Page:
Tohoku University's Regional Innovative Producer School for entrepreneurs will receive a contribution of ¥100 million ($1 million) from The Prudential Foundation, a nonprofit corporation funded by U.S.-based Prudential Financial, Inc., to support business leaders who can spark the economic recovery of regions affected by the Great East Japan Earthquake and Tsunami that struck in March 2011.
Contributions of ¥30 million will be made each year over 3 years starting in June 2014, totaling ¥90 million. It is part of a larger ¥600 million ($6.0 million) plus commitment made by The Prudential Foundation to support relief, recovery and rebuilding in the aftermath of the disaster.
It will facilitate the university’s development of small- and medium-sized businesses that can boost the economies of the Miyagi, Iwate and Fukushima prefectures, which were among the hardest hit.
Immediately following the Great East Japan Earthquake, Tohoku University established the Institute for Disaster Reconstruction and Regeneration Research to guide the recovery effort. The Institute has since implemented eight disaster reconstruction projects, including the Local Industry Reconstruction Support Project led by the Regional Innovation Research Center in the Graduate School of Economics and Management.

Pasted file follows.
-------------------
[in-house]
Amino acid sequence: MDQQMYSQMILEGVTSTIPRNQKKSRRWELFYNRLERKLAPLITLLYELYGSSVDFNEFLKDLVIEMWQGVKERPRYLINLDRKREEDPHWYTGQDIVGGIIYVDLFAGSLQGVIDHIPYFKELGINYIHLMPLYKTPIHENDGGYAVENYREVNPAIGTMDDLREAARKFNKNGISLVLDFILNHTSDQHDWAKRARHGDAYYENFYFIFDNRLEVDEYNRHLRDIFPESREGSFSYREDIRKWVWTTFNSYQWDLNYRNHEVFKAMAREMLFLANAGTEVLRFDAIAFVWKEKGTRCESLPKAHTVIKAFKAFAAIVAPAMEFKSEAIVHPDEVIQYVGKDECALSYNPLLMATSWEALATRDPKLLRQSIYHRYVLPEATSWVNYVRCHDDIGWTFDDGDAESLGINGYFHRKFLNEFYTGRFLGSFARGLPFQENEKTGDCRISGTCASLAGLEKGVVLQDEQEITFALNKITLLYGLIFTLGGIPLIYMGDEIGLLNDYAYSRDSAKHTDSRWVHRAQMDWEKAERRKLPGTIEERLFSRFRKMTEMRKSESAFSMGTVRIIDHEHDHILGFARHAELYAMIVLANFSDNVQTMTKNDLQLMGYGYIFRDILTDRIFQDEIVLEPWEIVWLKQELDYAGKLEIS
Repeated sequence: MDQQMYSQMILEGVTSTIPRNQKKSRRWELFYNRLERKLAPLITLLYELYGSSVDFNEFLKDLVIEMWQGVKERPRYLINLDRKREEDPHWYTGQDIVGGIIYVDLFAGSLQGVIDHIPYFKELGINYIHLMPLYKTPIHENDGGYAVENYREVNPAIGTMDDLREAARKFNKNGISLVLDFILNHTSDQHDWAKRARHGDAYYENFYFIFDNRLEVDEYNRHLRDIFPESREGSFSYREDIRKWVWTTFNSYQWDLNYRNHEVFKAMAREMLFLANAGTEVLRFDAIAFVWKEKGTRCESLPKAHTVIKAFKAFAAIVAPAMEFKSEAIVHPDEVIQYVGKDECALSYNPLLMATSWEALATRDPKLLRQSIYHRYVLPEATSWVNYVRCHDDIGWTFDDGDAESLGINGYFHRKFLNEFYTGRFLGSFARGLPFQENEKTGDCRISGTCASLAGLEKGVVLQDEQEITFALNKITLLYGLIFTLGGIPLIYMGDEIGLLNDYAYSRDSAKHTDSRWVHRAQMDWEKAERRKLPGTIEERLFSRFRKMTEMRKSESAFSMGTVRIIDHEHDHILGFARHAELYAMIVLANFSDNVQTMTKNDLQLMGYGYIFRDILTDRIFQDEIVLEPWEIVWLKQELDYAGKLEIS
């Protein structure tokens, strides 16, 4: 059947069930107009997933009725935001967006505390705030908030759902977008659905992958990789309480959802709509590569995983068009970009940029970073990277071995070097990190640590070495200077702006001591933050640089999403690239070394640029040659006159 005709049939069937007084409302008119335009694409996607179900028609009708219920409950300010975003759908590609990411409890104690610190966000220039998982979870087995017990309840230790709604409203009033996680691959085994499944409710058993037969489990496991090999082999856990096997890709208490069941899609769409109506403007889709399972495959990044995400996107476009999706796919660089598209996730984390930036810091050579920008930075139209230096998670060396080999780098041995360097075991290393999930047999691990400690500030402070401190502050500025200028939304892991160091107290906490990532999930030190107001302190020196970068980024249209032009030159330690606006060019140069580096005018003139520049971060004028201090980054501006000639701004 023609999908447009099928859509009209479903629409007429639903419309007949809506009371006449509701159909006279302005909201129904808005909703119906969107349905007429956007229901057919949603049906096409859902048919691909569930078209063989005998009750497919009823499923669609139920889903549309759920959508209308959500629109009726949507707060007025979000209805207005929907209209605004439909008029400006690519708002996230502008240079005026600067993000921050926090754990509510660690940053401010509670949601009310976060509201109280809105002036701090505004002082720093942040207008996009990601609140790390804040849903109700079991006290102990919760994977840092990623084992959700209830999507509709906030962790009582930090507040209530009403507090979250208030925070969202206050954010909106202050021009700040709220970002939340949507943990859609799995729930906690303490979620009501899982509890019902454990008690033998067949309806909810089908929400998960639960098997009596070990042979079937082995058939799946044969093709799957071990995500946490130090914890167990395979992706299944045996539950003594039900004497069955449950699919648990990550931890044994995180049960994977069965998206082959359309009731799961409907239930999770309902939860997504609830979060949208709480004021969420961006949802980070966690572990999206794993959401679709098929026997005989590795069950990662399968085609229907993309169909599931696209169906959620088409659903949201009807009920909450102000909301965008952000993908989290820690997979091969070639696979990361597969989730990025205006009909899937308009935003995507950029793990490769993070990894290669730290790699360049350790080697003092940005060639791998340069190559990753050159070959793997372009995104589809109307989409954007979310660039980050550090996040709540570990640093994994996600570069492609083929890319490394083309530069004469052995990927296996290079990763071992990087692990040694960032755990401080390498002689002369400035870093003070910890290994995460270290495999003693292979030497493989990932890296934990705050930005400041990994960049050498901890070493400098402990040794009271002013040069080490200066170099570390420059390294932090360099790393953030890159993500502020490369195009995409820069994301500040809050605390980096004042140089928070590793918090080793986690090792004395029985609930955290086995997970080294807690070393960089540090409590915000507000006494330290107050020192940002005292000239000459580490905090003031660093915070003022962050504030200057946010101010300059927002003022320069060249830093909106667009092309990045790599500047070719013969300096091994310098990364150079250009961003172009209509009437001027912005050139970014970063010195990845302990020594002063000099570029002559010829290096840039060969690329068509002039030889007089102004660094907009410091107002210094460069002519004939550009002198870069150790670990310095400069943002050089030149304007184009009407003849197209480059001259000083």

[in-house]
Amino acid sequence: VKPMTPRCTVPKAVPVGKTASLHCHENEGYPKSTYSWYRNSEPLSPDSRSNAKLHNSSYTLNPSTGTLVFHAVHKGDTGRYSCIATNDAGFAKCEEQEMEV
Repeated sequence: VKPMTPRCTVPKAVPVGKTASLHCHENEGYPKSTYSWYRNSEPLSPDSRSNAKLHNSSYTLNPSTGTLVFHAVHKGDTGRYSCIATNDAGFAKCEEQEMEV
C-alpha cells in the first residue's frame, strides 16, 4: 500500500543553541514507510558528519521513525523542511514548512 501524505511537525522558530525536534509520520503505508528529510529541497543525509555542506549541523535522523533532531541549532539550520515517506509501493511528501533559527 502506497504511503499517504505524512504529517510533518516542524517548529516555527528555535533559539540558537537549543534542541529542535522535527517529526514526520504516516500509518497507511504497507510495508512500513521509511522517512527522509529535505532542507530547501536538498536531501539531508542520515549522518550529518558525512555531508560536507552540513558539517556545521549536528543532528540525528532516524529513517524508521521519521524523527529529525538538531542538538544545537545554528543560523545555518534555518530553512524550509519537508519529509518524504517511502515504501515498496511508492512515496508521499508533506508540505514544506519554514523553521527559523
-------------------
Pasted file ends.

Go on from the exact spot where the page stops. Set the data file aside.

This project conducts research to support business and cultural revitalization in the Tohoku region. It also operates the Regional Innovative Producer School, which establishes new local business endeavors that can strengthen economies.
"We are extremely proud to partner with Tohoku University in its efforts to foster future business leaders with ideas for restoring the economies of these devastated areas," said Lata Reddy, vice president, Corporate Social Responsibility at Prudential Financial, Inc. and president of The Prudential Foundation. "The university’s work with local small- and medium-sized businesses reflects our own interest in helping regions that have been devastated by natural disasters and creating permanent solutions that could shorten the recovery time from future disasters."